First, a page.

Master's degree gowns traditionally are black, as are many doctoral gowns in the United States. Gowns differ in sleeve cut and trim. For example, the master's gown has oblong sleeves and the doctoral gowns have bell-shaped sleeves and velvet panels down the front and around the neck, as well as crossbars of velvet on the sleeves. Colored trim denoted the field or discipline in which the degree was earned. If more than one degree is held, the gown and hood of the higher degree usually are worn.
The hood most precisely describes the wearer's level of degree earned, the major field of learning and the alma mater. The level of the degree held is indicated by the hood's shape, size, and width of its velvet trimming. The hood is lined with the official colors of the college or university conferring the degree.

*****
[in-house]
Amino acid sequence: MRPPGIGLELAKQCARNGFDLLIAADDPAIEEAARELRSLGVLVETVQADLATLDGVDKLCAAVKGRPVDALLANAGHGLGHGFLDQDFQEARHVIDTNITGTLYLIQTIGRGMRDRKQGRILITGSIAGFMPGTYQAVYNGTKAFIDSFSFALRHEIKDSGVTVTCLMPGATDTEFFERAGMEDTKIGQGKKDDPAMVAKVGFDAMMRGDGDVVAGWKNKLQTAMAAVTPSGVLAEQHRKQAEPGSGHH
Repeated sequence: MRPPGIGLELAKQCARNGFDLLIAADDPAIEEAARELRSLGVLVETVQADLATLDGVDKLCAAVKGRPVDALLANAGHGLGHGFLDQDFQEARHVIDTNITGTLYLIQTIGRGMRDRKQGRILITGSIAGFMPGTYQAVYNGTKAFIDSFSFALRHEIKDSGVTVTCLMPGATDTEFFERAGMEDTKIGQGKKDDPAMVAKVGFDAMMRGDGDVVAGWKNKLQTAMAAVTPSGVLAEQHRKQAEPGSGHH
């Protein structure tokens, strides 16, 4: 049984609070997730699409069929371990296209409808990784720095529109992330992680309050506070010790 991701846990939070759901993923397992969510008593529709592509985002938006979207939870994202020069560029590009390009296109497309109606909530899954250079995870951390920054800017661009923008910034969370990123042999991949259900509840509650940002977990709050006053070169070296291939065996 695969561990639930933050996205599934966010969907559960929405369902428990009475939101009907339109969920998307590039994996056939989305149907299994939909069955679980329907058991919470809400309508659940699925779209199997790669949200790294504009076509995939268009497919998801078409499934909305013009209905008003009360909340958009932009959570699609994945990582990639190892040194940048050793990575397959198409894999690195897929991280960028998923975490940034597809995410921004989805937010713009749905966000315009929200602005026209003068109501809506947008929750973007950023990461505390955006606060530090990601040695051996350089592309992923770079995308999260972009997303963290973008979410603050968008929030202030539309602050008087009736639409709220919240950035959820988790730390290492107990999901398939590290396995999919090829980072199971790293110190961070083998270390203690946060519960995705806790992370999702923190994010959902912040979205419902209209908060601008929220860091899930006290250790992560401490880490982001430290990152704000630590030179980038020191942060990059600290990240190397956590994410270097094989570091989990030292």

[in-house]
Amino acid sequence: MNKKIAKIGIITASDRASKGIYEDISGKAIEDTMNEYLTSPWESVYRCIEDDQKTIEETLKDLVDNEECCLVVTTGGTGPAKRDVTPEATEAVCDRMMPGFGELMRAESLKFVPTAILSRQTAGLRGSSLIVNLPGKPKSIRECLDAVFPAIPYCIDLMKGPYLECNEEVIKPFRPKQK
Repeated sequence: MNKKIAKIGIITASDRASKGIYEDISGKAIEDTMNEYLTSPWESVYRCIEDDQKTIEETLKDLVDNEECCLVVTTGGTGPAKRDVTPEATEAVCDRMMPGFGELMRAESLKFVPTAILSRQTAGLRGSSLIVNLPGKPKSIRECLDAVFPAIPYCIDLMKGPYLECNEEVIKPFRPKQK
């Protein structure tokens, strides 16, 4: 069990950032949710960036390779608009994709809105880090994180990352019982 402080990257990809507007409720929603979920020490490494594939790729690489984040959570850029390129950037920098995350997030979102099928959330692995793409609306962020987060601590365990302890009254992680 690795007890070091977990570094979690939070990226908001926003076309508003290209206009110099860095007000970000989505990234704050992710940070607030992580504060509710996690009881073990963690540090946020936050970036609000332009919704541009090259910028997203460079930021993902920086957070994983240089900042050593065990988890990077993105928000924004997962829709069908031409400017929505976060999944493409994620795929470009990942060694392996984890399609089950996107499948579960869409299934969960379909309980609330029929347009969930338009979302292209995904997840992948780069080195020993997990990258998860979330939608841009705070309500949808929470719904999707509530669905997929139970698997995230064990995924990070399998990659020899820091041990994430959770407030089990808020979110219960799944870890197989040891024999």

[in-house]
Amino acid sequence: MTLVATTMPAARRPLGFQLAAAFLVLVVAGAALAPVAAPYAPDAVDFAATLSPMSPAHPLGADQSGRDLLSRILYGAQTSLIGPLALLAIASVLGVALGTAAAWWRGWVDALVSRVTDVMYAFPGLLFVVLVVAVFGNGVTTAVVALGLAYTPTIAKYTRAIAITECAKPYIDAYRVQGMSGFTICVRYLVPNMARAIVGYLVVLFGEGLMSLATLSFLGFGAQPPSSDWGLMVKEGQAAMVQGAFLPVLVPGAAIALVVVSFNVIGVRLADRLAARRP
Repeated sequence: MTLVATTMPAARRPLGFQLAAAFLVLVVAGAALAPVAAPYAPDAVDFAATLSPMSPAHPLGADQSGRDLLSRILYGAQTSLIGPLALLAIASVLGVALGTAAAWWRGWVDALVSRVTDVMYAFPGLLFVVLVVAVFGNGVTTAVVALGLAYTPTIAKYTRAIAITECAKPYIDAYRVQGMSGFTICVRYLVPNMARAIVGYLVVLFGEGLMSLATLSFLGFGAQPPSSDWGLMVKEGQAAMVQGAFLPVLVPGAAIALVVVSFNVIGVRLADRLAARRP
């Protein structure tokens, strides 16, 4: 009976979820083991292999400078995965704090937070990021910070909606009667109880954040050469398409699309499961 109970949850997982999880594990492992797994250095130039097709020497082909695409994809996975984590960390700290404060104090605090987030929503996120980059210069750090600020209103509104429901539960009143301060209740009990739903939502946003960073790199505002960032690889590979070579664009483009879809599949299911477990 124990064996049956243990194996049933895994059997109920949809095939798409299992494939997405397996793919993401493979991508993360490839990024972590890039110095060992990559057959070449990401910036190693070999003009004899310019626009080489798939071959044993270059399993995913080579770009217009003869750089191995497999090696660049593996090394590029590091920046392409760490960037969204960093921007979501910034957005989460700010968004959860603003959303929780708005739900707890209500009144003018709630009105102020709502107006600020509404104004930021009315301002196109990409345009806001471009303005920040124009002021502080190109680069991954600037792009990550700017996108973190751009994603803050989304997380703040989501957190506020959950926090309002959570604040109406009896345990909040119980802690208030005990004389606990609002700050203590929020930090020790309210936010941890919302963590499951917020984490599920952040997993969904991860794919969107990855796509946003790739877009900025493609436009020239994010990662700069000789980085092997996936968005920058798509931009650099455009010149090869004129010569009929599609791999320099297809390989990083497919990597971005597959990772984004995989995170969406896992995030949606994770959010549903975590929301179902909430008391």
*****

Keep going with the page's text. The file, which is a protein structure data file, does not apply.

Colors are approximate representations of actual colors.
Architecture and Urban Planning
Literature and Arts
Natural Resources and Environment
Mingled colors distinguish combined curriculums.